Canada sets an example on patent reform
Last week's welcome announcement by the Canadian government that it plans to alter its patent laws to allow the export of cheap anti-AIDS drugs to developing nations needs to be followed by other countries, and echoed in other actions.
In the 1950s and 1960s, spurred by the enlightened leadership of then Prime Minister Lester Pearson, Canada blazed a pioneering trail on the international scene by making support for developing countries a high priority of its foreign policy. In the intervening period, some of the moral capital that this position generated has been dissipated as a result of changing governments, shifting domestic priorities, and economic difficulties. Reflecting these shifts, the country dropped from sixth to 16th on the global scale of development aid as a proportion of total public spending.
For the past few years, however, the Liberal government of Jean Chrétien has signalled a clear desire to pick up Pearson’s torch again. This has been reflected, for example, in the country’s championing of development issues in general – and concern about HIV/AIDS in Africa in particular – within the G8 group of leading industrialised nations, most clearly in evidence at last year’s summit meeting in Kananaskis. The most recent manifestation of this desire to regain moral leadership on development issues has been the government’s announcement of its backing for a parliamentary bill that would change the country’s patent laws to allow the export of generic anti-AIDS drugs.
There is a certain element of self-interest in this; Canada already has a powerful generics pharmaceutical industry that is well placed to meet the new export opportunities that would open up as the result of such a move. Furthermore, as many (particularly those in the pharmaceutical industry) have pointed out, the problem of providing adequate care for HIV/AIDS sufferers in Africa is not going to be resolved just by making cheap drugs available. Equally necessary is the infrastructure required to ensure that these drugs reach those who need them most – and that these individuals are subsequently enabled to follow the full course of treatment that allows such drugs to become effective.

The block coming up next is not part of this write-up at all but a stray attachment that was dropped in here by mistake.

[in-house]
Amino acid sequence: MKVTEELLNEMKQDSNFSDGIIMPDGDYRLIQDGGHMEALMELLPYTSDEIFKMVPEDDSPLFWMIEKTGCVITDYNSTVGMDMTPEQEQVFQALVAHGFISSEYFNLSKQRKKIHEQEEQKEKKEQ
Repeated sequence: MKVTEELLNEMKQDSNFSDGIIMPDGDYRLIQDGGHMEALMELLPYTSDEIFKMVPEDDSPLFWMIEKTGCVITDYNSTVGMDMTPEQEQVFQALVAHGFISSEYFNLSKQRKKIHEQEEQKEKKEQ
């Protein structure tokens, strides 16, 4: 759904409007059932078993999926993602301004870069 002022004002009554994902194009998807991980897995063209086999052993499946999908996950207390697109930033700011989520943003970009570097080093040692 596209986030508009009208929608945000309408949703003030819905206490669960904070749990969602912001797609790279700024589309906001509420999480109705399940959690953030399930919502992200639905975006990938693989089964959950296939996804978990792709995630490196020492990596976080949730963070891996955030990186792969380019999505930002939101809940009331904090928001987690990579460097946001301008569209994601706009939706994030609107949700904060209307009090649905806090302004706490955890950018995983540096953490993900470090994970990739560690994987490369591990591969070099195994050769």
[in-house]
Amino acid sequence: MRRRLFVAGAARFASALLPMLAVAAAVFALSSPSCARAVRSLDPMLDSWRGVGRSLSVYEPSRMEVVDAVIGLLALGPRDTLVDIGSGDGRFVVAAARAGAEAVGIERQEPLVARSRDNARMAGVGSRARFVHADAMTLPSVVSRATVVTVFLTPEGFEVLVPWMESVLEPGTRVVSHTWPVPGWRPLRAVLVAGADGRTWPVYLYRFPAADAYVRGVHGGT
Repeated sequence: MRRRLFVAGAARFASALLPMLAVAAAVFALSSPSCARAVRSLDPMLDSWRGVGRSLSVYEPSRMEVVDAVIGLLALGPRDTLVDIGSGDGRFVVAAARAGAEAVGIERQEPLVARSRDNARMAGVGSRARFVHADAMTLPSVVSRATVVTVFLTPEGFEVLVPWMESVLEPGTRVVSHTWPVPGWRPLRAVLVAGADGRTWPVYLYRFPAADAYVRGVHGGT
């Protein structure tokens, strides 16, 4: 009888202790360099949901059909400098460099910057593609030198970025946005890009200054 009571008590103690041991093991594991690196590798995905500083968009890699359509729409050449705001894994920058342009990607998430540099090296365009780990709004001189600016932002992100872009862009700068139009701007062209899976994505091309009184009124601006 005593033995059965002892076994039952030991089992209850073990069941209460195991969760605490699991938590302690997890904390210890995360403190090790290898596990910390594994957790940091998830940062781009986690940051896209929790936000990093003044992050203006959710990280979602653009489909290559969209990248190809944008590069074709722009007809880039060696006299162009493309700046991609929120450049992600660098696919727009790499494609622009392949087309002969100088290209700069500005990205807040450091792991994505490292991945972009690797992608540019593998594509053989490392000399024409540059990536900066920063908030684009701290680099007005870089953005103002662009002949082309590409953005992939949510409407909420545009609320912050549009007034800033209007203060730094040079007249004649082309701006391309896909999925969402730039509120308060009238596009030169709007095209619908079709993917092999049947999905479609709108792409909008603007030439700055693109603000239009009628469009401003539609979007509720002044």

Nevertheless Canada’s move sets a welcome example to the rest of the developed world about the type of actions that need to be taken not only on AIDS, but in a wide variety of areas where current intellectual property regimes do not always act in the best interests of the developing world. It has even generated respect, albeit grudgingly, from the United States – the strongest opponent of international reforms of the system – whose trade representative, Robert Zoelleck, described the move as “a very fine step”. Hopefully it will persuade other countries to make equally bold political moves to shift this system on to a more equitable basis.
The trigger for Canada’s move was a decision taken by the World Trade Organisation (WTO) in August. This was an agreement on the terms under which countries facing medical emergencies, and unable either to afford the full price of medicines required to address them or to produce such medicines themselves, should be permitted to import generic versions from elsewhere (see A deal on drugs is only the first step).
All members of the WTO eventually signed up to this commitment, which the United States in particular had strongly resisted, concerned that such drugs will find there way back to markets where they would undercut the patented products marketed by large pharmaceutical companies. But Canada is the first to have agreed to implement the commitment in its national legislation.
Partly this has been a response to recent urgings by the UN special envoy for HIV/AIDS, Stephen Lewis – himself a former senior Canadian politician – for greater efforts by governments to avoid an AIDS catastrophe in Africa. In that context, the Canadian move has already been warmly welcomed in Africa itself. “You’re going to have a reduction of people being cared for in their homes because they’re going to be standing up and walking,” one counsellor in the Zambian capital of Lusaka has said, applauding the Canadian decision move “not only for people living with HIV, but for the whole country”.